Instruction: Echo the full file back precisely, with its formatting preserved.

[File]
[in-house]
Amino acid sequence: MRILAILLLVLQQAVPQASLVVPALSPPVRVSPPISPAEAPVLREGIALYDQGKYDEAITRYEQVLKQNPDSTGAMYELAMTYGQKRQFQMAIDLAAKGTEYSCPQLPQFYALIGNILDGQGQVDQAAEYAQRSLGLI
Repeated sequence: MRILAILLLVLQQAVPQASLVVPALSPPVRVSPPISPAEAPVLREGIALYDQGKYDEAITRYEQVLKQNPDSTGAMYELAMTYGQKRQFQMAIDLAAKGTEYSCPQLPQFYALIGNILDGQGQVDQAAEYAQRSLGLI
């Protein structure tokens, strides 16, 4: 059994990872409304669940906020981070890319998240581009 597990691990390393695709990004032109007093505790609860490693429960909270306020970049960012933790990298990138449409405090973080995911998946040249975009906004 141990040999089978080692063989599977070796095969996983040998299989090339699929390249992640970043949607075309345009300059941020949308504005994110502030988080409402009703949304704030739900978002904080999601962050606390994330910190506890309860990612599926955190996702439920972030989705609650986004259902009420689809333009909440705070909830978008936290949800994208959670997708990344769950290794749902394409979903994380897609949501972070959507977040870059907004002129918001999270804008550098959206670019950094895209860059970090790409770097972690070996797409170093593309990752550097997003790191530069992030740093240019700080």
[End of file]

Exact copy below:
[in-house]
Amino acid sequence: MRILAILLLVLQQAVPQASLVVPALSPPVRVSPPISPAEAPVLREGIALYDQGKYDEAITRYEQVLKQNPDSTGAMYELAMTYGQKRQFQMAIDLAAKGTEYSCPQLPQFYALIGNILDGQGQVDQAAEYAQRSLGLI
Repeated sequence: MRILAILLLVLQQAVPQASLVVPALSPPVRVSPPISPAEAPVLREGIALYDQGKYDEAITRYEQVLKQNPDSTGAMYELAMTYGQKRQFQMAIDLAAKGTEYSCPQLPQFYALIGNILDGQGQVDQAAEYAQRSLGLI
């Protein structure tokens, strides 16, 4: 059994990872409304669940906020981070890319998240581009 597990691990390393695709990004032109007093505790609860490693429960909270306020970049960012933790990298990138449409405090973080995911998946040249975009906004 141990040999089978080692063989599977070796095969996983040998299989090339699929390249992640970043949607075309345009300059941020949308504005994110502030988080409402009703949304704030739900978002904080999601962050606390994330910190506890309860990612599926955190996702439920972030989705609650986004259902009420689809333009909440705070909830978008936290949800994208959670997708990344769950290794749902394409979903994380897609949501972070959507977040870059907004002129918001999270804008550098959206670019950094895209860059970090790409770097972690070996797409170093593309990752550097997003790191530069992030740093240019700080």